Online misinformation about election fraud plunged 73 percent after several social mediasites suspended President Trump and key allies last week, research firm Zignal Labs has found, underscoring the power of tech companies to limit the falsehoods poisoning public debate when they act aggressively.
The new research by the San Francisco-based analytics firm reported that conversations about election fraud dropped from 2.5 million mentions to 688,000 mentions across several social media sites in the week after Trump was banned from Twitter.
Election disinformation had for months been a major subject of online misinformation, beginning even before the Nov. 3 election and pushed heavily by Trump and his allies.
The findings, from Jan. 9 through Friday, highlight how falsehoods flow across social media sites — reinforcing and amplifying each other — and offer an early indication of how concerted actions against misinformation can make a difference.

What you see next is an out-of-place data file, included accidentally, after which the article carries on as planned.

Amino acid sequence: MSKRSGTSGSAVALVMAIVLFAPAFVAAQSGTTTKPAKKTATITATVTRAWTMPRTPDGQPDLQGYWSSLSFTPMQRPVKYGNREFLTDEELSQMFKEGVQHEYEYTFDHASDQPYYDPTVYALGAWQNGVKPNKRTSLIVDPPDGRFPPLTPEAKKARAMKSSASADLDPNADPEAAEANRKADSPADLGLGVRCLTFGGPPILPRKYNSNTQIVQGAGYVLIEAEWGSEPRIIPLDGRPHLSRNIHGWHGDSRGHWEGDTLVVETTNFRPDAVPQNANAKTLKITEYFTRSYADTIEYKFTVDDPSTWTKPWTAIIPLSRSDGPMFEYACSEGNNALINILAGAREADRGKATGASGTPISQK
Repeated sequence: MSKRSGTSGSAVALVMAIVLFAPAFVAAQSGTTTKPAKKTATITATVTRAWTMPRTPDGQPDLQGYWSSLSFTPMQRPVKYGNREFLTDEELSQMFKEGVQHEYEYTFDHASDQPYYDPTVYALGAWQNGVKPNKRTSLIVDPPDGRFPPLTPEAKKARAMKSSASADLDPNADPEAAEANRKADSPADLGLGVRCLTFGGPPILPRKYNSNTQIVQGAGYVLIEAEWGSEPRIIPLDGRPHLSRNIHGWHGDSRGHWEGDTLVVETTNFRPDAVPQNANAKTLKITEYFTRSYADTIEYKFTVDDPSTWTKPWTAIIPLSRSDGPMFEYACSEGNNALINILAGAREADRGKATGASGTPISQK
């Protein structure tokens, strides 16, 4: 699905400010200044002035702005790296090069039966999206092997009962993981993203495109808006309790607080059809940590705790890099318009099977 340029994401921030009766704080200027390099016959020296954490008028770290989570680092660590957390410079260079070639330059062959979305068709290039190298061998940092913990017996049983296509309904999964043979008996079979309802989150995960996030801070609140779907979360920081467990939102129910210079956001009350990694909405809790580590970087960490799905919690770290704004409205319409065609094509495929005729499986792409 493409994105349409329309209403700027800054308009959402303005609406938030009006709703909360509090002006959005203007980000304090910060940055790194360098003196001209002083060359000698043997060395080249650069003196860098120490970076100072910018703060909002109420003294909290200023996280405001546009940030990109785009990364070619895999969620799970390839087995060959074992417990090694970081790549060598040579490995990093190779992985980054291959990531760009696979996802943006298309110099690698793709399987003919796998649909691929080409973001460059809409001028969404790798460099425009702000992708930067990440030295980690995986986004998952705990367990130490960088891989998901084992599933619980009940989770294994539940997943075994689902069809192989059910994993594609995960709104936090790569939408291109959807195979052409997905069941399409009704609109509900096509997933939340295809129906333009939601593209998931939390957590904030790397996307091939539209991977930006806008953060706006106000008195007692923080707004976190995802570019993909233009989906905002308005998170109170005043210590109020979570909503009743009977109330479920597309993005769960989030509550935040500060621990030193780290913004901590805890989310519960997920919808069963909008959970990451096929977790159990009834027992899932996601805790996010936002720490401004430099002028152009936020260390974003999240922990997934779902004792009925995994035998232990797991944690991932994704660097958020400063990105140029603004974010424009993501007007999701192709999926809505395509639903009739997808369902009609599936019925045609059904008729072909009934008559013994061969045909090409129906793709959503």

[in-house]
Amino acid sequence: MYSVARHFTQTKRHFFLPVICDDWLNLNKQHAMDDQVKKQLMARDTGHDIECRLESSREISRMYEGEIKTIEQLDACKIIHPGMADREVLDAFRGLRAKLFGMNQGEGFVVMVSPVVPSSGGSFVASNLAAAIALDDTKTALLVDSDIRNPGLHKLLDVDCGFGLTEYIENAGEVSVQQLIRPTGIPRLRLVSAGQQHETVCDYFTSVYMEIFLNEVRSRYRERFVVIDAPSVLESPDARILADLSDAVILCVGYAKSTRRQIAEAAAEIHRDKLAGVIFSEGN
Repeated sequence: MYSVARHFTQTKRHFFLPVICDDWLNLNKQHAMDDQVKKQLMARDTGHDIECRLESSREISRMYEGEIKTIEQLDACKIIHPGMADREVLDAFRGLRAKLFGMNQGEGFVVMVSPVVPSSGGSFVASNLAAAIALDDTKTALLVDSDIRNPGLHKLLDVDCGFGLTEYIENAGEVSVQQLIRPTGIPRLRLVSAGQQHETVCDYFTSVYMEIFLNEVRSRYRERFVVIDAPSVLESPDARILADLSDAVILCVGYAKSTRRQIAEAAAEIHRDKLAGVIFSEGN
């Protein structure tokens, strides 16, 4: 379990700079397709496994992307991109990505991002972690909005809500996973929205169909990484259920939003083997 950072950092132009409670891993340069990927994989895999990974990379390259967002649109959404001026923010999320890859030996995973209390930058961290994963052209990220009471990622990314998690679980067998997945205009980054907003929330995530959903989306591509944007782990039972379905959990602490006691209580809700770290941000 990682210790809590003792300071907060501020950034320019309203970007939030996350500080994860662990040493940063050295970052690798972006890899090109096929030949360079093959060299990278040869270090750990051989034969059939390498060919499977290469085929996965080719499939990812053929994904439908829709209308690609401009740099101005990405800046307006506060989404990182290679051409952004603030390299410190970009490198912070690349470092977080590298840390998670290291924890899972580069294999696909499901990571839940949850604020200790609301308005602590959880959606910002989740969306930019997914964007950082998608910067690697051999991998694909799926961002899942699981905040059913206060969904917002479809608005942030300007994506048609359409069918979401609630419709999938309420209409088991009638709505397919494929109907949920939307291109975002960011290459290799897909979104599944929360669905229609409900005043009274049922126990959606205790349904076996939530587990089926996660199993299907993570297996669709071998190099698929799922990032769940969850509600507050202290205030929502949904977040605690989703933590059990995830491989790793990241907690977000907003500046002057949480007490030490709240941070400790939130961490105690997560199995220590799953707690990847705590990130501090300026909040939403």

Trump’s banishment was followed by other actions by social media sites, including Twitter’s ban of more than 70,000 accountsaffiliated with the baseless QAnon ideology, which played a key role in fomenting the Capitol siege on Jan. 6.
“Together, those actions will likely significantly reduce the amount of online misinformation in the near term,” said Kate Starbird, disinformation researcher at the University of Washington. “What happens in the long term is still up in the air.”
YouTube should start banning channels that spread misinformation now. It’s way to easy to be recommended conspiracy videos that can lead you down a radicalization path.